Mon, May 6, 12:27pm by Staff Writer
The Japanese city of Osaka is in the box seat to be the first to develop an integrated resort in the country, according to Forbes.
None of Japan’s other larger metropolitan areas have entered the competition for an integrated resort licence, so Osaka stands alone.
Under the licencing process, local jurisdictions will nominate a single consortium for the national government to consider for a licence.
It is now imperative for casino operators and their partners to be able to convince local authorities that they are their best choices.
As Osaka launches its selection process, expect extraordinary competition among at least a half-dozen of the biggest names in gaming, and in this beauty contest, second place won’t even get a bouquet.
“For a successful development, you need a number of things to align: a sufficient population base, including tourists, to feed customers, infrastructure and political support,” MGM Japan CEO Ed Bowers says.
“Osaka has consistently said it wanted integrated resorts. In all jurisdictions across the world, if you don’t get political support, it is extremely difficult for IR development to be successful,” he said.
In January, MGM declared as “Osaka First” strategy and in March, confirmed a partnership with Japanese financial services giant Orix.
The Tokyo-Yokohama metropolitan dwarfs other metropolitan areas with 37 million people, nearly 30 per cent of Japan’s 126 million residents.
But Tokyo remains preoccupied with next year’s Olympics and Yokohama has a festering rift between port operators opposing an integrated resort on Yamashita Pier, with some business leaders supporting an integrated resort.
Kansai region, including Osaka, Kobe, Kyoto and Wakayama has 19 million people, 15 per cent of Japan’s population.
The next largest metropolitan areas, centering on auto manufacturing hub Nagoya, with just over 9 million people is not expected to seek an integrated resort.
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“We believe the major cities like Osaka offer the best opportunities for IRs to be developed on a large scale, similar to what we have developed in Macau,” Galaxy Entertainment Japan general manager Satoshi Okabe says.
Last week, Osaka announced it would start its Request for Concepts process, even before the national government has finished making the rules, aiming to choose its IR operator next year.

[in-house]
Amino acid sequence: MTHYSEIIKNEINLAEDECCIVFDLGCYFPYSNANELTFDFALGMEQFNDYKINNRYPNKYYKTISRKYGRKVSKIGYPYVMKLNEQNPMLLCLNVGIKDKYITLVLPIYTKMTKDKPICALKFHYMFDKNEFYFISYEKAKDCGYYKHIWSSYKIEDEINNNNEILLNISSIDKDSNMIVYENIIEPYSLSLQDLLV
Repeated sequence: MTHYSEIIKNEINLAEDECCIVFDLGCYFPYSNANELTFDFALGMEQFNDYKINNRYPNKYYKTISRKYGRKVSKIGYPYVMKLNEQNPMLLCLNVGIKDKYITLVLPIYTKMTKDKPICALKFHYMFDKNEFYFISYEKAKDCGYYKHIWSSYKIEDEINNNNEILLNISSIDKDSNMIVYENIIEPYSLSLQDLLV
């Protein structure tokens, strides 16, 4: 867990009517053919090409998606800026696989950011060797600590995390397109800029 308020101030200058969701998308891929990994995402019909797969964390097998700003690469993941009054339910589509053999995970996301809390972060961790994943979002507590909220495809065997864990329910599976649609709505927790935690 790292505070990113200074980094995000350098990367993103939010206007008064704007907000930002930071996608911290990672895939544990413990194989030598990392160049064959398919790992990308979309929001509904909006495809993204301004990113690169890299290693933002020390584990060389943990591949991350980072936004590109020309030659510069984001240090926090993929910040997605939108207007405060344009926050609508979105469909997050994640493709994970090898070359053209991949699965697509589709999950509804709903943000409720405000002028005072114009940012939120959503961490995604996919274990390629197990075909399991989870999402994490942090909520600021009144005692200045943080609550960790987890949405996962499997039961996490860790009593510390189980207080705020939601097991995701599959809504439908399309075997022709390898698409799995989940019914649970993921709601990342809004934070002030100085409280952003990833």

This follows Osaka Ishin no Kai (Osaka Restoration) winning last month’s elections for mayor and governor, with the goal of opening an IR on Yumeshma island before World Expo 2025.
Melco Resorts and Entertainment senior vice president Frederic Winckler called World Expo “an incredible launch platform” for an IR and praises Osaka’s “dynamic” business community.
“The Osaka government is very committed to bringing an integrated resort to the city and has shown strong leadership,” Las Vegas Sands managing director for global development George Tanasijevich says.
Also president and CEO of iconic urban IR Marina Bay Sands in Singapore said Japan’s Prime Minister Shinzo Abe made his first stop on a 2014 visit to Singapore, Tanasijevich adds, “a key element in the success of an integrated resort is support and alignment with government and local community.”
“Osaka is still the only city that offers this and is actively pursuing the opportunity. Accordingly, we have devoted our energies, efforts and resources there,” Tanasijevich said.
A newspaper survey before the April 7 regional elections showed that 45 per cent of residents supported an IR, with 42 per cent opposing it.
“This result is largely due to the strong public and private sector leadership working over multiple years to build understanding of the multi faceted benefits of IRs to host communities,” Caesars Entertainment Japan managing director William Shen says.
Global Market Advisors estimates annual gaming revenue at an Osaka IR would exceed US$5 billion.
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